Call Your Corporator: Bridging the gap between citizens and the government

@ArchanaKR . noticed a widespread lack of communication between citizens and their local governments. “People didn’t know about wards or ward committee meetings. Many of my own peers didn’t know how to report a civic issue in their neighbourhood,” she said. In the wake of the rising need to address the problem, an idea took root in the mind of a young dreamer, a Solve Ninja. She questioned the role of citizens in governance: “Is our vote the only say we have when it comes to our neighbourhood? How do we communicate our problems with our government after we elect them? How do we hold our government accountable to help improve the city’s neighbourhoods?” The answers were obvious. Active citizens demand active governments. She wanted to bridge this gap between the Samaaja (Community) and Sarkara (Government), and she fashioned her Call Your Corporator campaign to do just that.

How to organise a ‘Call Your Corporator’ (CYC) campaign to bridge the communication gap between govt. and citizens? Here is a step-wise guide:

Step 1: Assemble a team of like minded people who are passionate about reporting unattended civic issues in their livelihoods. Listed are a few means to do this:

  • Reach out to close friends from school/college/work, directly or via messaging apps like WhatsApp. Request them to further reach out to their contacts, to encourage people to participate in your campaign.
  • Explain your campaign and call for action via social media channels like X (formerly Twitter), Facebook, LinkedIn and Instagram (you can post a story or a carousel post)

Step 2: Once gathered, begin the CYC Campaign by first taking note of the following details:

  • Ask campaigners to take a stroll in their neighbourhoods and record prominent recurring civic issues in their localities. Eg. Open dumping, potholes, broken sidewalks, etc. Issues they’d like to report.
  • Your resident Ward Number (Check here)
  • Your Ward office phone number (Check here)
  • Name and number of assigned corporator for respective areas (Check here)
  • Number to be called to report civic issues (Go here and click on grievance)

Step 3: Prepare a script for participants of your campaign to use. A brief description of what questions to ask. (Urban script & Panchayat script )

  • When will the next ward meeting be held?
  • Where is the ward meeting happening?
  • Can citizens attend the meetings?
  • Who all can be part of the ward meetings?
  • What is the role you can play in these meetings?
  • How to report a civic issue?
  • How often do ward meetings take place?

Step 4: To record all responses received and collate them in one place, create an interface on Google sheets or Excel for participant data and the responses they’ve received. (Link to CYC G-Sheets)

Step 5: Now that your campaign has begun picking up speed, you can offer a toolkit with instructions outlining things like:

  • Manner of conduct while speaking to the authorities
  • What to do with information received from them
  • The procedure to follow-up after issues have been reported
  • How to highlight unaddressed issues
  • How to ask for support to resolve issues that remain unaddressed

Step 6: Reach out to as many people as possible to spread word of the campaign and encourage people to participate. Few ways to do this:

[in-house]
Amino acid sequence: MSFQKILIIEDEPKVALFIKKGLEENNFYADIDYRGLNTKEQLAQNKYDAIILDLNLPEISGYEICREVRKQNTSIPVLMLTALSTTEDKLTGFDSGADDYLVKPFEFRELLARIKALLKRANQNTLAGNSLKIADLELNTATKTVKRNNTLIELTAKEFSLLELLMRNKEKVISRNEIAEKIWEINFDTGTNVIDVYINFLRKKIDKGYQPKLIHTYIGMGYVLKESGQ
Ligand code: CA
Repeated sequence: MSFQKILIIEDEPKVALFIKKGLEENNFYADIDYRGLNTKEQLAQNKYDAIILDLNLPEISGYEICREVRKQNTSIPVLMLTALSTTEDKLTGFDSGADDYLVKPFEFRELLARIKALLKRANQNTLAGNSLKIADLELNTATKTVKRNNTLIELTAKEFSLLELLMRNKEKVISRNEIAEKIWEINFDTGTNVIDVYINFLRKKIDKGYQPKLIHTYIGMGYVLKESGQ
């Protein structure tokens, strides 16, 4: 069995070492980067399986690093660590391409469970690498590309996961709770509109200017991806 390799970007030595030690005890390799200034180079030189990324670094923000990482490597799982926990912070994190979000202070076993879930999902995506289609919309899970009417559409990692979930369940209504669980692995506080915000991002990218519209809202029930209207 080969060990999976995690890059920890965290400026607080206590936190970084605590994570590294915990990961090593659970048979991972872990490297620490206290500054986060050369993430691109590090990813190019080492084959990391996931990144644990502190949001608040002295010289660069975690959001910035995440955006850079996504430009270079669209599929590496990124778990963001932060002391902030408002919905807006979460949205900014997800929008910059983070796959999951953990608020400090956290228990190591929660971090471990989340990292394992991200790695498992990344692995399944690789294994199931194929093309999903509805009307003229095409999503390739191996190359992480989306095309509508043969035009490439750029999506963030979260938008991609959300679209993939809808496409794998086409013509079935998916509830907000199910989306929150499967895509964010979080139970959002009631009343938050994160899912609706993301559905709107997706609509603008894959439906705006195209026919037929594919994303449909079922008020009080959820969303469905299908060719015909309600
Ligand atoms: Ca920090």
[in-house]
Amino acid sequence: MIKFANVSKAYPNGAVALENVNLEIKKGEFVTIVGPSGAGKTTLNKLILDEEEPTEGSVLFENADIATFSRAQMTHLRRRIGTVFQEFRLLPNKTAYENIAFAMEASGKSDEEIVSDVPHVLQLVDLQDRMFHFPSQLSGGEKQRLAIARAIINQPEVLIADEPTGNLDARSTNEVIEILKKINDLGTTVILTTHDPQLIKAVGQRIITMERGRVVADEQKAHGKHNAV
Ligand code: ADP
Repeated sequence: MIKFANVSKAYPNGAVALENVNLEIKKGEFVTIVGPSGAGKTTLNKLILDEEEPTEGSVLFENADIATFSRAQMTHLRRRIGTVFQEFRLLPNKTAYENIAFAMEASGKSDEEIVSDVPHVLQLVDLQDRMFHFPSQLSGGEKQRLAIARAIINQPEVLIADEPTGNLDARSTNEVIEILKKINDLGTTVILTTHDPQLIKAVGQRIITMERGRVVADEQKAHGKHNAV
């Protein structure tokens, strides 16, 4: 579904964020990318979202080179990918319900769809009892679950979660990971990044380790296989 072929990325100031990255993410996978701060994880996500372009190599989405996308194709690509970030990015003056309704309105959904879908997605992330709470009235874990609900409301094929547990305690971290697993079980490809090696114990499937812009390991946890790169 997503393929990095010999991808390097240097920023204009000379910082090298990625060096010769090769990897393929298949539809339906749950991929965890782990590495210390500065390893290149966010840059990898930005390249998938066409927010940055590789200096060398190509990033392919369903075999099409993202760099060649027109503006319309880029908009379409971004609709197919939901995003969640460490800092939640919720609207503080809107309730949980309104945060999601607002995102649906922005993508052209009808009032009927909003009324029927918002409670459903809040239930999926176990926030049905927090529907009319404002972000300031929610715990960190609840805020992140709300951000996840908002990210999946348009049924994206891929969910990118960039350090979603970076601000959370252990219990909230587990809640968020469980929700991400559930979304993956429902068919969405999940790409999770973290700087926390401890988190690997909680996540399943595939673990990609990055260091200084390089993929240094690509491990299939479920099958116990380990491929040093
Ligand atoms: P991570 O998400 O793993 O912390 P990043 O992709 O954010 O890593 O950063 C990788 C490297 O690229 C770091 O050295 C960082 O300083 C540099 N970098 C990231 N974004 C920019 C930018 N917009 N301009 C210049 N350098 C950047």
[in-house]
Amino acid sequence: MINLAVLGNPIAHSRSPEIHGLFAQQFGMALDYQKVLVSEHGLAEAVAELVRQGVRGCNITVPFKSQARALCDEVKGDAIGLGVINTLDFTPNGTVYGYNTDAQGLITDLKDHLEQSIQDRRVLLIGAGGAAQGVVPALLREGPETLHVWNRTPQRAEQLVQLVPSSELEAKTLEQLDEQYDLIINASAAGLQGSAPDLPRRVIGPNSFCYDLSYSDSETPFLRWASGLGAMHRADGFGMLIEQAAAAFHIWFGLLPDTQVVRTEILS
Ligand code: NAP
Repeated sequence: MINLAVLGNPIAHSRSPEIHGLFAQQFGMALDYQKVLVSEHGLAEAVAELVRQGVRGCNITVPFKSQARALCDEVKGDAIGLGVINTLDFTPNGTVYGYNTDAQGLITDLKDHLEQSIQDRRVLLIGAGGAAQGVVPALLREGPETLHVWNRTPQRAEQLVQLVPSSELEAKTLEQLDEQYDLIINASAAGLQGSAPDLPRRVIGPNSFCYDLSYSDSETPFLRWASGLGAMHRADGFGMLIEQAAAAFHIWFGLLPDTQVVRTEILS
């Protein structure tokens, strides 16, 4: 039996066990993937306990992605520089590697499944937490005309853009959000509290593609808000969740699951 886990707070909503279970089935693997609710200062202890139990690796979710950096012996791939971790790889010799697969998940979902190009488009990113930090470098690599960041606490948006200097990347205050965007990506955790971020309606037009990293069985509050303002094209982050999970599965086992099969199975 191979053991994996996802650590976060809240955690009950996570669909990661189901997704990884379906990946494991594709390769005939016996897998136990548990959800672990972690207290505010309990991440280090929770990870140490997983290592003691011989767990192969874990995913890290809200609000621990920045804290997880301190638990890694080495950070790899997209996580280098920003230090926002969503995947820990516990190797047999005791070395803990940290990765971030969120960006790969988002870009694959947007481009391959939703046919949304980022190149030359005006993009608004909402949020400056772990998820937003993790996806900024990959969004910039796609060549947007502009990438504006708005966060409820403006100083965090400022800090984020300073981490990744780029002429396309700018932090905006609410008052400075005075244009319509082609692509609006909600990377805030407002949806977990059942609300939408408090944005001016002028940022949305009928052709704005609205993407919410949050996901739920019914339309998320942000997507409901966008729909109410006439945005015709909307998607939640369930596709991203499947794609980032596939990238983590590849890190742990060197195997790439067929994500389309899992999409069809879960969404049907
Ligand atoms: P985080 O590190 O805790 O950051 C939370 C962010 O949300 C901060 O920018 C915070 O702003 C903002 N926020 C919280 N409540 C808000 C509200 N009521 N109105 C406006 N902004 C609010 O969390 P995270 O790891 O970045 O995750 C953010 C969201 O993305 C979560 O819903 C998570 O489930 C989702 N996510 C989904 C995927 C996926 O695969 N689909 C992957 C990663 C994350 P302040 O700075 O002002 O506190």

• Broadcast message blasts on WhatsApp
  • Email reminders
  • Social media marketing
  • Word-of-mouth through colleagues, friends, family, etc
  • Engage school and college students using WhatsApp, Instagram, LinkedIn and Twitter
  • Create digital posters with QR codes to onboard campaign participants

Step 7: Keep track of issues reported and the ones that remain unresolved. To do this you will have to keep a fortnightly check on the issues you have reported. You can draw a map of your neighbourhood and mark the areas where you have identified issues. As and when you observe that they have been resolved you mark them accordingly on your map.

Step 8: Take note of time taken for each resolution. This data can be used to present any discrepancies that may emerge in the constitutional process of conducting ward meetings which in turn is a dialogue between government and citizens.

Step 9: One can diversify the campaign methods and reach out to authorities via tweet storms and social media campaigns as well. Instructions for these are:

  • Create a guide for supporters to follow when they post their complaint on social media (you can use visual aid like Canva, Illustrator, etc to make your guide engaging) Example:
    • Take a picture of the civic issue along with your complaint and create a post
    • Mention the authorities that can be tagged example the municipal corporation, CM office, etc) and a certain common hashtag that can be added to all the posts that are related to your campaign
    • Fix a time period in the day during which your campaigners can storm Social Media. (Example: 2 pm to 4:30 pm)
    • Make sure people are instructed to like, retweet and quote tweet the posts carrying the common hashtag

Step 10: For optimum adoption, collaborate with core citizen groups and resident welfare associations to conduct the campaign once every month (In Bengaluru, we have Citizen Matters, Jhatkaa, Reap Benefit, Bangalore Apartments Federation, etc). You can contact them via social media or contact information given on their websites. This will ensure a constant dialogue between citizens and their local governments which in turn, will reflect in active civic participation in local governance.